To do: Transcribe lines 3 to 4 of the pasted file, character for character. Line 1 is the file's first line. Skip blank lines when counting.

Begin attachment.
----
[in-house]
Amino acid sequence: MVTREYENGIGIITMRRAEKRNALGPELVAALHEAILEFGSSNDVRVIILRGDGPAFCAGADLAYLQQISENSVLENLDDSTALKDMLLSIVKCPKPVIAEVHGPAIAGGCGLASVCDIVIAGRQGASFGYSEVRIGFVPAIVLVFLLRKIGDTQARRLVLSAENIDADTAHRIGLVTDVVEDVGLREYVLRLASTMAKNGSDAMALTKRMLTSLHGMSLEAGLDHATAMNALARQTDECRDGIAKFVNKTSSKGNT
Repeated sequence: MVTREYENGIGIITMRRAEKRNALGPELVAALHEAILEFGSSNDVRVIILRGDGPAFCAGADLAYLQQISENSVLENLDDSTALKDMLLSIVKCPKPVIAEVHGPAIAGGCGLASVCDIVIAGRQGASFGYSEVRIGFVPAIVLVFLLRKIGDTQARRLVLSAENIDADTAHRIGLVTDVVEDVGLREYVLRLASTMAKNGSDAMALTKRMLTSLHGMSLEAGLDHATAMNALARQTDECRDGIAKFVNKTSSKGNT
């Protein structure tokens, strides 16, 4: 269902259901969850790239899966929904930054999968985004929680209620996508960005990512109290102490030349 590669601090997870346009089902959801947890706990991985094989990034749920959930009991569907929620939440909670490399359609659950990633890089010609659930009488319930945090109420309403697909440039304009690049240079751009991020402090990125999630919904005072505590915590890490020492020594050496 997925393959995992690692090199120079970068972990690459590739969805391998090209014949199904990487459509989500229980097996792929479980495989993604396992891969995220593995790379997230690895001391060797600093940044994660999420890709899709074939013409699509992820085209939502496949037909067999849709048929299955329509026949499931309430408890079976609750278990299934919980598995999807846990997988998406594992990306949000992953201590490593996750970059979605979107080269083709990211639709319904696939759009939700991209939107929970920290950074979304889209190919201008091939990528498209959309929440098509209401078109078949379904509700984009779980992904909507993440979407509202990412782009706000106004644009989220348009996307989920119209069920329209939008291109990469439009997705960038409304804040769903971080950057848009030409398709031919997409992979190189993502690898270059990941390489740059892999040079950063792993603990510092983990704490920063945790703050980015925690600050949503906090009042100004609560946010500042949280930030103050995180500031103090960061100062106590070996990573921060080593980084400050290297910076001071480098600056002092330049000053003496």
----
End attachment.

Repeated sequence: MVTREYENGIGIITMRRAEKRNALGPELVAALHEAILEFGSSNDVRVIILRGDGPAFCAGADLAYLQQISENSVLENLDDSTALKDMLLSIVKCPKPVIAEVHGPAIAGGCGLASVCDIVIAGRQGASFGYSEVRIGFVPAIVLVFLLRKIGDTQARRLVLSAENIDADTAHRIGLVTDVVEDVGLREYVLRLASTMAKNGSDAMALTKRMLTSLHGMSLEAGLDHATAMNALARQTDECRDGIAKFVNKTSSKGNT
């Protein structure tokens, strides 16, 4: 269902259901969850790239899966929904930054999968985004929680209620996508960005990512109290102490030349 590669601090997870346009089902959801947890706990991985094989990034749920959930009991569907929620939440909670490399359609659950990633890089010609659930009488319930945090109420309403697909440039304009690049240079751009991020402090990125999630919904005072505590915590890490020492020594050496 997925393959995992690692090199120079970068972990690459590739969805391998090209014949199904990487459509989500229980097996792929479980495989993604396992891969995220593995790379997230690895001391060797600093940044994660999420890709899709074939013409699509992820085209939502496949037909067999849709048929299955329509026949499931309430408890079976609750278990299934919980598995999807846990997988998406594992990306949000992953201590490593996750970059979605979107080269083709990211639709319904696939759009939700991209939107929970920290950074979304889209190919201008091939990528498209959309929440098509209401078109078949379904509700984009779980992904909507993440979407509202990412782009706000106004644009989220348009996307989920119209069920329209939008291109990469439009997705960038409304804040769903971080950057848009030409398709031919997409992979190189993502690898270059990941390489740059892999040079950063792993603990510092983990704490920063945790703050980015925690600050949503906090009042100004609560946010500042949280930030103050995180500031103090960061100062106590070996990573921060080593980084400050290297910076001071480098600056002092330049000053003496």